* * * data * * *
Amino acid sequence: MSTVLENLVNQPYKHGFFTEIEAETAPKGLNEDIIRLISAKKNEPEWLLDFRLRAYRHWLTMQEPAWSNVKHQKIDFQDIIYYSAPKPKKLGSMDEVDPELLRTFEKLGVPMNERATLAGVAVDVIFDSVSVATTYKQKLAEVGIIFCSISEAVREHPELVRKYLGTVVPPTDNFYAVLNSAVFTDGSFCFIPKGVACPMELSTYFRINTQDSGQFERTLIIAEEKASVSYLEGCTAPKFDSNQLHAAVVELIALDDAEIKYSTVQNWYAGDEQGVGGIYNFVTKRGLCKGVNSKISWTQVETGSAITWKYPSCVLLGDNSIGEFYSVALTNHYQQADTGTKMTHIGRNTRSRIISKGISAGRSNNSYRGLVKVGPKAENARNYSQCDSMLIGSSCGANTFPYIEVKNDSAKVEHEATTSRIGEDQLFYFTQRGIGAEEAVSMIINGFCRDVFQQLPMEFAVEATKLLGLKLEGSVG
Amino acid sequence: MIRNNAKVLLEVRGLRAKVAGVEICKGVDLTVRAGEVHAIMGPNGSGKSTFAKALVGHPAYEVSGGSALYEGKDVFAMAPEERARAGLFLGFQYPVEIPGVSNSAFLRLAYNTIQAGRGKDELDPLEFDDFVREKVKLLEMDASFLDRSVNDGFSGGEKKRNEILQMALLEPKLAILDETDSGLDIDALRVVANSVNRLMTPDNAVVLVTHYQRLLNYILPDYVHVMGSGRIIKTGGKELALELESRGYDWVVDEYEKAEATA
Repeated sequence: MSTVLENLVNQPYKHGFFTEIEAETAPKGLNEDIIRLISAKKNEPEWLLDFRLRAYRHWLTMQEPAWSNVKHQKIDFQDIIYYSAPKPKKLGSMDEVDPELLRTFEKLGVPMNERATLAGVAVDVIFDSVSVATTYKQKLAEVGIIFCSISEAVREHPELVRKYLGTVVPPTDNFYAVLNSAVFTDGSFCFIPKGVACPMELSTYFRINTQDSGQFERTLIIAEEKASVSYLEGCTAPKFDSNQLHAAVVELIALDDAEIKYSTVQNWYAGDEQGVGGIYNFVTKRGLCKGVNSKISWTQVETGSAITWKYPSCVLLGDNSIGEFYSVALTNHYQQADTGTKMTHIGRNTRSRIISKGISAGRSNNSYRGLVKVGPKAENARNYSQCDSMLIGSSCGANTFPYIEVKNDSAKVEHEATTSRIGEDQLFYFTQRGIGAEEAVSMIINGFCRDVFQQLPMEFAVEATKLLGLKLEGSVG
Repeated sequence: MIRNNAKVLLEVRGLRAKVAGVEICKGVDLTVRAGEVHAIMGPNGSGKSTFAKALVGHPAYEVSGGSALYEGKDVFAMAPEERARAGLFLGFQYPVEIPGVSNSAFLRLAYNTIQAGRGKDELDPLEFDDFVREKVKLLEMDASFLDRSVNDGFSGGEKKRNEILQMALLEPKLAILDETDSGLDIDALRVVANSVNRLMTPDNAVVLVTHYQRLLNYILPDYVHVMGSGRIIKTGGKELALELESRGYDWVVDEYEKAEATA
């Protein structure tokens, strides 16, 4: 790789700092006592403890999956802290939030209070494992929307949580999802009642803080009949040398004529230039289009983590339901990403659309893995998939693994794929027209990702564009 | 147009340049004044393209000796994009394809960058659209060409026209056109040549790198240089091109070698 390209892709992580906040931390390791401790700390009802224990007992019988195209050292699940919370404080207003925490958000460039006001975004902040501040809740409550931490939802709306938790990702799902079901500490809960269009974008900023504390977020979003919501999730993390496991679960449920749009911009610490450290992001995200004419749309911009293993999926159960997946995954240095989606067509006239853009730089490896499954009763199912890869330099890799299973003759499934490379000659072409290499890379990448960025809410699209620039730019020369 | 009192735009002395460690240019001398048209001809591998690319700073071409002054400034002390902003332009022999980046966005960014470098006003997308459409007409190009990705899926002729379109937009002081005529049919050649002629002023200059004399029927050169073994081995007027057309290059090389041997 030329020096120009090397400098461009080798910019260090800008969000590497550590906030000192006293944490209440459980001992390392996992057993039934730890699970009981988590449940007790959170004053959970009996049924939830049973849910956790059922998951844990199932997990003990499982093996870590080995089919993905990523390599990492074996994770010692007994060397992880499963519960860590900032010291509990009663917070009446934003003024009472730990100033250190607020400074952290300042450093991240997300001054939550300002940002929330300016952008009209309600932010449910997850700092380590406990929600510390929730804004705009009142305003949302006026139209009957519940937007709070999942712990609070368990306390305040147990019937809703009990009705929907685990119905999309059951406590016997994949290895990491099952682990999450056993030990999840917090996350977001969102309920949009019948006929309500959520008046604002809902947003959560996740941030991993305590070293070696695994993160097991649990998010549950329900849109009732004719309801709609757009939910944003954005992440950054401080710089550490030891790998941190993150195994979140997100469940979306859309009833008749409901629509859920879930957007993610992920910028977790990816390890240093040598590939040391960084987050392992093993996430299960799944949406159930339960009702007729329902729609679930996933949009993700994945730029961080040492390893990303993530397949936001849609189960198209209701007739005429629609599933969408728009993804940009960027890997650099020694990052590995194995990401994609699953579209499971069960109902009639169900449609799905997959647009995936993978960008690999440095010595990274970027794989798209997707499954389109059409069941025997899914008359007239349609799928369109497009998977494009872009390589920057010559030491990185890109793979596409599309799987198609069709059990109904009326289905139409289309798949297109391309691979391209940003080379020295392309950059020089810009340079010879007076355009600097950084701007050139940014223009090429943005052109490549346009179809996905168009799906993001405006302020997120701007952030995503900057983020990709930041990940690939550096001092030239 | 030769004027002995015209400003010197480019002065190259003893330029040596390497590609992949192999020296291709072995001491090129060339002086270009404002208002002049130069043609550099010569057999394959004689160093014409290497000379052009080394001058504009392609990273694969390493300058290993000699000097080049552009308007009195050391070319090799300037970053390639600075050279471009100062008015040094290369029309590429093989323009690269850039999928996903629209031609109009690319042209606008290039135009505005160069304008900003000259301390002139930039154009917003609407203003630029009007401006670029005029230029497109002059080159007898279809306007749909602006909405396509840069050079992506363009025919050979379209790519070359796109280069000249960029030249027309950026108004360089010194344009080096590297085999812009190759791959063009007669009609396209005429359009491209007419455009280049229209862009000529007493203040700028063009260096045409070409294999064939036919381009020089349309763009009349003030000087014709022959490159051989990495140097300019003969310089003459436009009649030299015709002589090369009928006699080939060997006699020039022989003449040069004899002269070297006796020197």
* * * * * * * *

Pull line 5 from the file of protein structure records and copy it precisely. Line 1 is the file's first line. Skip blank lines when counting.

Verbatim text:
């Protein structure tokens, strides 16, 4: 790789700092006592403890999956802290939030209070494992929307949580999802009642803080009949040398004529230039289009983590339901990403659309893995998939693994794929027209990702564009 | 147009340049004044393209000796994009394809960058659209060409026209056109040549790198240089091109070698 390209892709992580906040931390390791401790700390009802224990007992019988195209050292699940919370404080207003925490958000460039006001975004902040501040809740409550931490939802709306938790990702799902079901500490809960269009974008900023504390977020979003919501999730993390496991679960449920749009911009610490450290992001995200004419749309911009293993999926159960997946995954240095989606067509006239853009730089490896499954009763199912890869330099890799299973003759499934490379000659072409290499890379990448960025809410699209620039730019020369 | 009192735009002395460690240019001398048209001809591998690319700073071409002054400034002390902003332009022999980046966005960014470098006003997308459409007409190009990705899926002729379109937009002081005529049919050649002629002023200059004399029927050169073994081995007027057309290059090389041997 030329020096120009090397400098461009080798910019260090800008969000590497550590906030000192006293944490209440459980001992390392996992057993039934730890699970009981988590449940007790959170004053959970009996049924939830049973849910956790059922998951844990199932997990003990499982093996870590080995089919993905990523390599990492074996994770010692007994060397992880499963519960860590900032010291509990009663917070009446934003003024009472730990100033250190607020400074952290300042450093991240997300001054939550300002940002929330300016952008009209309600932010449910997850700092380590406990929600510390929730804004705009009142305003949302006026139209009957519940937007709070999942712990609070368990306390305040147990019937809703009990009705929907685990119905999309059951406590016997994949290895990491099952682990999450056993030990999840917090996350977001969102309920949009019948006929309500959520008046604002809902947003959560996740941030991993305590070293070696695994993160097991649990998010549950329900849109009732004719309801709609757009939910944003954005992440950054401080710089550490030891790998941190993150195994979140997100469940979306859309009833008749409901629509859920879930957007993610992920910028977790990816390890240093040598590939040391960084987050392992093993996430299960799944949406159930339960009702007729329902729609679930996933949009993700994945730029961080040492390893990303993530397949936001849609189960198209209701007739005429629609599933969408728009993804940009960027890997650099020694990052590995194995990401994609699953579209499971069960109902009639169900449609799905997959647009995936993978960008690999440095010595990274970027794989798209997707499954389109059409069941025997899914008359007239349609799928369109497009998977494009872009390589920057010559030491990185890109793979596409599309799987198609069709059990109904009326289905139409289309798949297109391309691979391209940003080379020295392309950059020089810009340079010879007076355009600097950084701007050139940014223009090429943005052109490549346009179809996905168009799906993001405006302020997120701007952030995503900057983020990709930041990940690939550096001092030239 | 030769004027002995015209400003010197480019002065190259003893330029040596390497590609992949192999020296291709072995001491090129060339002086270009404002208002002049130069043609550099010569057999394959004689160093014409290497000379052009080394001058504009392609990273694969390493300058290993000699000097080049552009308007009195050391070319090799300037970053390639600075050279471009100062008015040094290369029309590429093989323009690269850039999928996903629209031609109009690319042209606008290039135009505005160069304008900003000259301390002139930039154009917003609407203003630029009007401006670029005029230029497109002059080159007898279809306007749909602006909405396509840069050079992506363009025919050979379209790519070359796109280069000249960029030249027309950026108004360089010194344009080096590297085999812009190759791959063009007669009609396209005429359009491209007419455009280049229209862009000529007493203040700028063009260096045409070409294999064939036919381009020089349309763009009349003030000087014709022959490159051989990495140097300019003969310089003459436009009649030299015709002589090369009928006699080939060997006699020039022989003449040069004899002269070297006796020197």